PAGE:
We all have varying degrees of energy levels. Some people are perpetually peppy, while others are as animated as an anchor.
Most of us live life in the large gray area in between. We battle bouts of fatigue, sluggishness and the occasional aches and pains that slow us down. Our goal is to make sense of these gray areas. We can then understand how to manipulate our biology to feel better.
Having more energy is at the heart of what feeling beautiful is all about. It’s having passion for life and the means to act out that passion.
But we all know what happens when there’s an energy crisis: chaos. One small issue triggers a domino effect. That’s what happens when you can’t maintain your energy.
It can eventually lead to a major short-circuiting of your energy system. These massive drops are ultimately an energy crisis in your body.
There are many culprits. Some are excessive stressors and not enough sleep. Others are too much saturated fat and sugary foods. Or you may not be experiencing enough passion and fun.
Even still, it can be an infection or other chronic disease. You’re prone to being attacked by viruses, bacteria or fungi when your resilience is gone. The ensuing insomnia and stress can wear down your adrenal glands. This creates a vicious cycle of progressively larger challenges.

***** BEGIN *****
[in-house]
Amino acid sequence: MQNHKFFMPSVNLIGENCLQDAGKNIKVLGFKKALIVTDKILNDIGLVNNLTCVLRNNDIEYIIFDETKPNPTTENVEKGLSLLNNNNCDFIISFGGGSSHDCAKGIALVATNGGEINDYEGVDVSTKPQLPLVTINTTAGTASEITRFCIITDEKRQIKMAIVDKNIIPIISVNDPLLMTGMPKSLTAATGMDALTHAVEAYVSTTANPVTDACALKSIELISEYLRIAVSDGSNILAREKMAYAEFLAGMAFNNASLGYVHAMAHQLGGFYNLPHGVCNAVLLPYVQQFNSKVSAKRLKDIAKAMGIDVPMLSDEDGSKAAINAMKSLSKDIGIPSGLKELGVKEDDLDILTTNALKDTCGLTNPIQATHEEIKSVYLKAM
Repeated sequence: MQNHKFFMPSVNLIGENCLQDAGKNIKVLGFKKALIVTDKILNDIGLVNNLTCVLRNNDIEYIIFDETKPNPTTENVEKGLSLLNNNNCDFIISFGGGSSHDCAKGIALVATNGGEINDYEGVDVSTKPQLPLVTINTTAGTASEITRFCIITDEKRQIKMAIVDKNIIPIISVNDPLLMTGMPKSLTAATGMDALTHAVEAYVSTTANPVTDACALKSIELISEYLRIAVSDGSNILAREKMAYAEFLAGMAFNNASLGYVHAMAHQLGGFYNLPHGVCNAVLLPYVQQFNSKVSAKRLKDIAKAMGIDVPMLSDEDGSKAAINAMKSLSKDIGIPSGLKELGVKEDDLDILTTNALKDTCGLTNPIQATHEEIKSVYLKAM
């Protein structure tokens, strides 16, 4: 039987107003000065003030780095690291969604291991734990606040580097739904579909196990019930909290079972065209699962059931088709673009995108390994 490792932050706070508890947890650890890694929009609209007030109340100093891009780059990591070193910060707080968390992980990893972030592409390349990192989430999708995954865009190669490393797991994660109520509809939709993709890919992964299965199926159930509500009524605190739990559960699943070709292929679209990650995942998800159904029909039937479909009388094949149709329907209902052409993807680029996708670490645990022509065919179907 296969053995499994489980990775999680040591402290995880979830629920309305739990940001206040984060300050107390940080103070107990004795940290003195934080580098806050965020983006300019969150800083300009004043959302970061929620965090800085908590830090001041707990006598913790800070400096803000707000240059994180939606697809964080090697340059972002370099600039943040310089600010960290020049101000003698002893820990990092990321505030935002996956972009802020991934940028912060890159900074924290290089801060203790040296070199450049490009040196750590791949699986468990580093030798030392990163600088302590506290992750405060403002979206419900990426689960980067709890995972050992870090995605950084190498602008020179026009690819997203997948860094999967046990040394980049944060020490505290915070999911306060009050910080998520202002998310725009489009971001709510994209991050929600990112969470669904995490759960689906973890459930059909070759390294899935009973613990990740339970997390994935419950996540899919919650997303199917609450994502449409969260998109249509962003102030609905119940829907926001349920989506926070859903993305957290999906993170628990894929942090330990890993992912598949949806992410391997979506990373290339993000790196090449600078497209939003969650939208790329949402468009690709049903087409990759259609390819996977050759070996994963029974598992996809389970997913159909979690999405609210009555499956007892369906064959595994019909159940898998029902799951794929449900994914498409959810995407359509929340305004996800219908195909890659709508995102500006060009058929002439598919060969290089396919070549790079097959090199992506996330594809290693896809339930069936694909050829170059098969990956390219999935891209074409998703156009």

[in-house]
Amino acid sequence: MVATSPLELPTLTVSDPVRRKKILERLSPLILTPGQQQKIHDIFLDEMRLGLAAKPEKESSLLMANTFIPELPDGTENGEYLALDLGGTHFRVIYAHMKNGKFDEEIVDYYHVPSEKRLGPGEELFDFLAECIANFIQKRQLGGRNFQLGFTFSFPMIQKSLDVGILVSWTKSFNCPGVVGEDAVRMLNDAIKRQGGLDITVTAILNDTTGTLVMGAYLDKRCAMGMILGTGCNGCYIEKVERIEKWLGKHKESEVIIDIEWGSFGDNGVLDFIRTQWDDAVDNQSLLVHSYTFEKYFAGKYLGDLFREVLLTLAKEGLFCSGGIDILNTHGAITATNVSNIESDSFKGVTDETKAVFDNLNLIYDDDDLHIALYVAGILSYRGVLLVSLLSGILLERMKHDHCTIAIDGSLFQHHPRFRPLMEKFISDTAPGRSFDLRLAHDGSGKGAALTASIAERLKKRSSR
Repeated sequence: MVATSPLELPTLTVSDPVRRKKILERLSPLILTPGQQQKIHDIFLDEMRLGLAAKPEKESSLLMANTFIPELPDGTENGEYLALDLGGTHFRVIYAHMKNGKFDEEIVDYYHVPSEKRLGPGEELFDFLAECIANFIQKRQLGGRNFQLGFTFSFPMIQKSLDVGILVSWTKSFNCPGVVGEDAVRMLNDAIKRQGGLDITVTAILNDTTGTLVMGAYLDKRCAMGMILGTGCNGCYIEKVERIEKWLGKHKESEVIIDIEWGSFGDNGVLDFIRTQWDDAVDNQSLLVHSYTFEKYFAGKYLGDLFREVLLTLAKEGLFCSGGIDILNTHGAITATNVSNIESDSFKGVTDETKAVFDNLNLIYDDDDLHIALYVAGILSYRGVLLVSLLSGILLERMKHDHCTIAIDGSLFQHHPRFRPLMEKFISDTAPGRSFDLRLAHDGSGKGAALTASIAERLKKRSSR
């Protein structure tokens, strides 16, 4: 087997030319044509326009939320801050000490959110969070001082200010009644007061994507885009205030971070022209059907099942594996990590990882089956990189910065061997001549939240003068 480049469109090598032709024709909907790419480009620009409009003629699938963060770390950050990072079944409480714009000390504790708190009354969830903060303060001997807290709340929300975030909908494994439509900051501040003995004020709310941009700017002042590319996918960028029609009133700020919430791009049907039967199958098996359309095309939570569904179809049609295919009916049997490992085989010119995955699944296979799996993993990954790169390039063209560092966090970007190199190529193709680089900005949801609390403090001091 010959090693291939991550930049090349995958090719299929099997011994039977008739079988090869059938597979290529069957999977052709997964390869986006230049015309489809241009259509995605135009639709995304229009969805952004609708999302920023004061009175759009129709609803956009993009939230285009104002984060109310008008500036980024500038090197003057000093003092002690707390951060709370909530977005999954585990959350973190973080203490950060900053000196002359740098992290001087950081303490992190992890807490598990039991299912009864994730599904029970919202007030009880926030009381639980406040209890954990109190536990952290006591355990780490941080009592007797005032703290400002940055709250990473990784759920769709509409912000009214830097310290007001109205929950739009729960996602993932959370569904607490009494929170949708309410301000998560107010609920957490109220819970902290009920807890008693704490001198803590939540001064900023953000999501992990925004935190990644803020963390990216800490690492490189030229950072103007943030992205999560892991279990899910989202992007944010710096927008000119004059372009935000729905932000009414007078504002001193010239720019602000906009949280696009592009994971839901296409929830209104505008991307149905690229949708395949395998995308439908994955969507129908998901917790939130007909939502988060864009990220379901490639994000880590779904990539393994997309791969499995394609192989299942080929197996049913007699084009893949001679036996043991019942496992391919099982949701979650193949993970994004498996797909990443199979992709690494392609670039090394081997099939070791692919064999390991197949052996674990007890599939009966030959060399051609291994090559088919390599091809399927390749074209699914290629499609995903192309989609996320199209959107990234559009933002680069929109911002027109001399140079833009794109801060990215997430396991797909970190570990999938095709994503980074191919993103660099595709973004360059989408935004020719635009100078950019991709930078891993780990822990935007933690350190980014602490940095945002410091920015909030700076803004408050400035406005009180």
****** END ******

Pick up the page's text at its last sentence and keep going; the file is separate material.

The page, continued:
To understand these dipping energy levels, let’s look into how energy works. Your energy’s stored in packets called ATP and phosphocreatine. These are made of chemicals including a sugar called ribose, adenine (used to be called vitamin B4) and vitamin B derivatives. Ribose serves as the lumber of your energy-producing house. Other substances help to support it.
The nutrients and genes inside your cells, and hormones and chemicals from nerves and your brain act as switches and fuses that control your power factory. Your mitochondria and their ribosomes take ribose, sugar and helper B vitamins and use electron transport to crank out your energy packets, ATP. Your body can perform tasks once it has enough ATP.
There are many scenarios that can cause the fuse to blow and trigger you to produce ATP. These include: infection, hormone dysfunction and inadequate diet/sleep, among other causes.
Even if you have tons of ATP, you’ll need an abundant blood flow to provide your body nutrients and keep waste products away. To do this you simply have to engage in activities that keep your blood pumping and arteries dilated. So, what’s good for your heart is good for your energy levels.
Nitric oxide helps open your arteries and lung passages to increase blood flow and oxygen transfer. This short-lived gas that lines your arteries, breathing tubes and brain rapidly changes in relation to your activities and diet.
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